What Happens to My LLC If I Declare Personal Bankruptcy?

By Laura Payet

What Happens to My LLC If I Declare Personal Bankruptcy?

By Laura Payet

If you own a limited liability company (LLC) and declare bankruptcy, what happens next depends on whether you're the company's sole owner or you share ownership with other members. Before declaring, you should have a clear idea of the consequences personal bankruptcy may have for your business.

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What Happens During Bankruptcy

Bankruptcy is a legal process in which you petition the U.S. Bankruptcy Court to discharge or reorganize your debts so that you can start over with your debt load eliminated or significantly reduced. Individuals can file for bankruptcy under Chapter 7 or Chapter 13 of the U.S. Bankruptcy Code.

Chapter 7

Chapter 7 is the most common bankruptcy procedure for individuals. The court appoints a trustee to liquidate your assets and distribute the proceeds among your creditors. Bankruptcy law permits you to designate certain assets as exempt from liquidation. Generally, the property you can claim as exempt depends on your state. Business assets are usually not exempt, unless they are tools of the trade that you need to work. For example, if you're a contractor, your tools, which are literally the tools of your trade, may be exempt. All of your nonexempt assets become part of the bankruptcy estate used to pay off your debts.

Chapter 13

Chapter 13, also known as reorganization, is for debtors who do not qualify for Chapter 7. You may be able to file for Chapter 13 bankruptcy if you have continuing income that will allow you to pay back at least some of your debts. Instead of liquidating your assets, you keep them and propose a repayment plan for the court's approval.

When You Are the Sole LLC Owner

When you declare Chapter 7 bankruptcy, your ownership interest in your LLC is an asset that becomes part of your bankruptcy estate subject to liquidation for paying your creditors. If you are your LLC's sole owner, the bankruptcy trustee may require you to shut your business down, at least temporarily, to assess the value of the company and its assets and to prevent you from incurring further debt. The trustee may choose to collect any accounts receivable or to sell the business entirely and use the proceeds to compensate your creditors. If, however, the trustee determines that selling the business would not raise enough money to be worthwhile, they may leave it for you to continue running instead of liquidating it.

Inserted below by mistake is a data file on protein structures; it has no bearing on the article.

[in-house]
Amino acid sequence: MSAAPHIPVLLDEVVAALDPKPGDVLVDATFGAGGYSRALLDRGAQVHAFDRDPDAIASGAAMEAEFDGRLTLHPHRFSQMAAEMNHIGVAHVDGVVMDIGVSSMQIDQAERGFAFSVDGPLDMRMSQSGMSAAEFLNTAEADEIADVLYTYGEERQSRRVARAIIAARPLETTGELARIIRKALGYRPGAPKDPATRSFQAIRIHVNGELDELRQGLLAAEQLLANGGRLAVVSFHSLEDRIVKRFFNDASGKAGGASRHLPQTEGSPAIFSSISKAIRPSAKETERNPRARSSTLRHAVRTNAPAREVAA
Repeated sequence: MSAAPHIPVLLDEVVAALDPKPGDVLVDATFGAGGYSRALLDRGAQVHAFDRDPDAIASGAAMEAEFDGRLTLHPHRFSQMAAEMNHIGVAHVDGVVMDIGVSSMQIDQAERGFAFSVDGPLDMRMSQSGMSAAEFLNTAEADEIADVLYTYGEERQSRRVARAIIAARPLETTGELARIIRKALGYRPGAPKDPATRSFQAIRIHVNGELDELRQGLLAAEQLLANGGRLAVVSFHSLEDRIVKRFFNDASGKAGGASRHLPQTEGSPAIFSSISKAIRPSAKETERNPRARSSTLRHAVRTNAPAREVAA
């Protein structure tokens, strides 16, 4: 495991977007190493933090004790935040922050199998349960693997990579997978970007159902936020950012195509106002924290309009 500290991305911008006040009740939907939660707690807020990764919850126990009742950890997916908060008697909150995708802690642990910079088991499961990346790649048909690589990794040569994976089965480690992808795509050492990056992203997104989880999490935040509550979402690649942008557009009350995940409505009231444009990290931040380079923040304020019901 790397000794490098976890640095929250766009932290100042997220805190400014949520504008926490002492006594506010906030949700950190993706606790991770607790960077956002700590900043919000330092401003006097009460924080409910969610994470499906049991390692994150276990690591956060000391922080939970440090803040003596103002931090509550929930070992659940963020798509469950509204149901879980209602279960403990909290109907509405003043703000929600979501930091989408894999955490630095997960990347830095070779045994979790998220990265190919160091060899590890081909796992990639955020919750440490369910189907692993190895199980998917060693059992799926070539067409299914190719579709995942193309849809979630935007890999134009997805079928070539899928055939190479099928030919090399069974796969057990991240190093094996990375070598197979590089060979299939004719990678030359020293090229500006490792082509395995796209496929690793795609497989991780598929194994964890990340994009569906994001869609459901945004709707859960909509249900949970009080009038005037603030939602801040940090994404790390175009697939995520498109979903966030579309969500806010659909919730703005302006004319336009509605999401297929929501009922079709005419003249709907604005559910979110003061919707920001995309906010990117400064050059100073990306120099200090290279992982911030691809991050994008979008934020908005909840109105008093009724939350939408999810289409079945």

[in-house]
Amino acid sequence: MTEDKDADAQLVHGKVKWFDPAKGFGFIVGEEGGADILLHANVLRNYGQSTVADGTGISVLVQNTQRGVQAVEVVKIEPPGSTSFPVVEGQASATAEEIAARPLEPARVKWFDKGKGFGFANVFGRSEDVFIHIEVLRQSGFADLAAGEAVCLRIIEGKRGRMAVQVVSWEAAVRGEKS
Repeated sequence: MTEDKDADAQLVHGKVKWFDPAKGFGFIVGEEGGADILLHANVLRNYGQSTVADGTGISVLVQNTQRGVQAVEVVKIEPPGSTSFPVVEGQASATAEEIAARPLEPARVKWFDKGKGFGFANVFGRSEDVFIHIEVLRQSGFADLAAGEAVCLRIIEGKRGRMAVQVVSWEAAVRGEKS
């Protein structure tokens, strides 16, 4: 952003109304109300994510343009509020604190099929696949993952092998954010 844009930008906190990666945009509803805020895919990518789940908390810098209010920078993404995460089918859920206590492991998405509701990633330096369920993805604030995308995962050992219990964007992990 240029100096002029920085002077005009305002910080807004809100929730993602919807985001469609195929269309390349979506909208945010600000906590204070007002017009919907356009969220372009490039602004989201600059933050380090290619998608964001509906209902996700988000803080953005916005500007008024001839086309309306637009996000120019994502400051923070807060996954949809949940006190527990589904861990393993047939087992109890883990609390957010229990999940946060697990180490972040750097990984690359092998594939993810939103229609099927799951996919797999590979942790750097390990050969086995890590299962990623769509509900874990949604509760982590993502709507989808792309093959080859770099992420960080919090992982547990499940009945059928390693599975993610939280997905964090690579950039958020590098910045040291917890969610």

When You Share LLC Ownership

If you are one of multiple LLC members, your share of the company becomes part of your bankruptcy estate, but the trustee likely will not interfere with the business unless you are the majority owner. Although you have both an economic and a management interest in the LLC, only the economic interest becomes part of the estate. If the trustee decides to sell your interest, the purchaser could not participate in company management. The trustee could also ask the court to issue a charging order against the LLC, which entitles them to collect your share of distributions to pay down your debts.

Check the LLC's operating agreement before you file for bankruptcy. It may contain provisions addressing this situation. For example, you may be required you to sell your interest back to the company or the other members beforehand or to grant the company a right of first refusal before selling your interest.

It can be challenging to know whether bankruptcy is the right move for you. Before you make the decision, consider consulting an attorney that can help you determine the best course of action and guide you through the process.

This portion of the site is for informational purposes only. The content is not legal advice. The statements and opinions are the expression of author, not LegalZoom, and have not been evaluated by LegalZoom for accuracy, completeness, or changes in the law.